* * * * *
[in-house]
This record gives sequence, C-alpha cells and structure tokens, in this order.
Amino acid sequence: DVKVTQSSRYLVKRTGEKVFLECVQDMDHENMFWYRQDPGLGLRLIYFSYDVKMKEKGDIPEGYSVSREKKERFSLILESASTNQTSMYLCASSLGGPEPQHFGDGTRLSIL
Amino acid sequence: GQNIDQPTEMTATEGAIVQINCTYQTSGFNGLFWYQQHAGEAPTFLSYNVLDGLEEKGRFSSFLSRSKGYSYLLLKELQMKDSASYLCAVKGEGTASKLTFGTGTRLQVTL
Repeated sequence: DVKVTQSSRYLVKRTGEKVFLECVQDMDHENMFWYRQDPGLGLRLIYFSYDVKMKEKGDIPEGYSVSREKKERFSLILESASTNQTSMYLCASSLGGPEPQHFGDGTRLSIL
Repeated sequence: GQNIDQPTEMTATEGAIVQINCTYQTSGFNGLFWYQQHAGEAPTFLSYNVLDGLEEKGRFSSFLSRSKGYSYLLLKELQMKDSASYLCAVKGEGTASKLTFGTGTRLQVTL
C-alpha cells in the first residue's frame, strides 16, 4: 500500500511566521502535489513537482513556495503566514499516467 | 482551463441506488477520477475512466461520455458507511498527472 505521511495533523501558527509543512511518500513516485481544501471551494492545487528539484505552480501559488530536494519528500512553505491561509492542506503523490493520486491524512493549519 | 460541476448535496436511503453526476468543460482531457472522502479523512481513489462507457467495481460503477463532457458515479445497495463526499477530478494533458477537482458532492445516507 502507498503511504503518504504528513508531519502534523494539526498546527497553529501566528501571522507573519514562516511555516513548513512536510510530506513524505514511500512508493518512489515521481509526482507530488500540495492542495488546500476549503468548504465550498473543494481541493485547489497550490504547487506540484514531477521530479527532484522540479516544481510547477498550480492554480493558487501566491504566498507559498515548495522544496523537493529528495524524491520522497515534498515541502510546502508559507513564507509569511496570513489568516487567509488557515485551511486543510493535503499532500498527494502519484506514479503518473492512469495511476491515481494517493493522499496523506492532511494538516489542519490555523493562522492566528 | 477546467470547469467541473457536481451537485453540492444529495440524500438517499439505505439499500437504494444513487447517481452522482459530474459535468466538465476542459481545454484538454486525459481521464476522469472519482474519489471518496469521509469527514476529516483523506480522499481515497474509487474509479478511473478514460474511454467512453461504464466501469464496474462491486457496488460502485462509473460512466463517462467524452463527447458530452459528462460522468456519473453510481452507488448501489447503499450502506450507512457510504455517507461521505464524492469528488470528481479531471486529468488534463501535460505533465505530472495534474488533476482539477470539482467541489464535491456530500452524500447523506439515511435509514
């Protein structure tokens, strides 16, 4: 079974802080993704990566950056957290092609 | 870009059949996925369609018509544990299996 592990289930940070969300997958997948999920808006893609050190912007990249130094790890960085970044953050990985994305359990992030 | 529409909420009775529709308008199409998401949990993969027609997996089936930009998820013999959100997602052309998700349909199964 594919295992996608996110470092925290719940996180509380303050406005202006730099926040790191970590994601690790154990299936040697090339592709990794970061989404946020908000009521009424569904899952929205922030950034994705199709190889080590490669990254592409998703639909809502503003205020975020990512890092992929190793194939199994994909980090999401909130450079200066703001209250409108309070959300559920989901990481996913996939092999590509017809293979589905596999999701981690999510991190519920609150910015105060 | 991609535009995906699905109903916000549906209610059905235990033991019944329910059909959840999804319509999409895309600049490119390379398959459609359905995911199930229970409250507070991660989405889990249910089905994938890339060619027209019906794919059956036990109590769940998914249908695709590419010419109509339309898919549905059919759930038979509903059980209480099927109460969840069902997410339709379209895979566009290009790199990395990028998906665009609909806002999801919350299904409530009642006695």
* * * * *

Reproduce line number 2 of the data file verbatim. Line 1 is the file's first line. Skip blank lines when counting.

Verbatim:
This record gives sequence, C-alpha cells and structure tokens, in this order.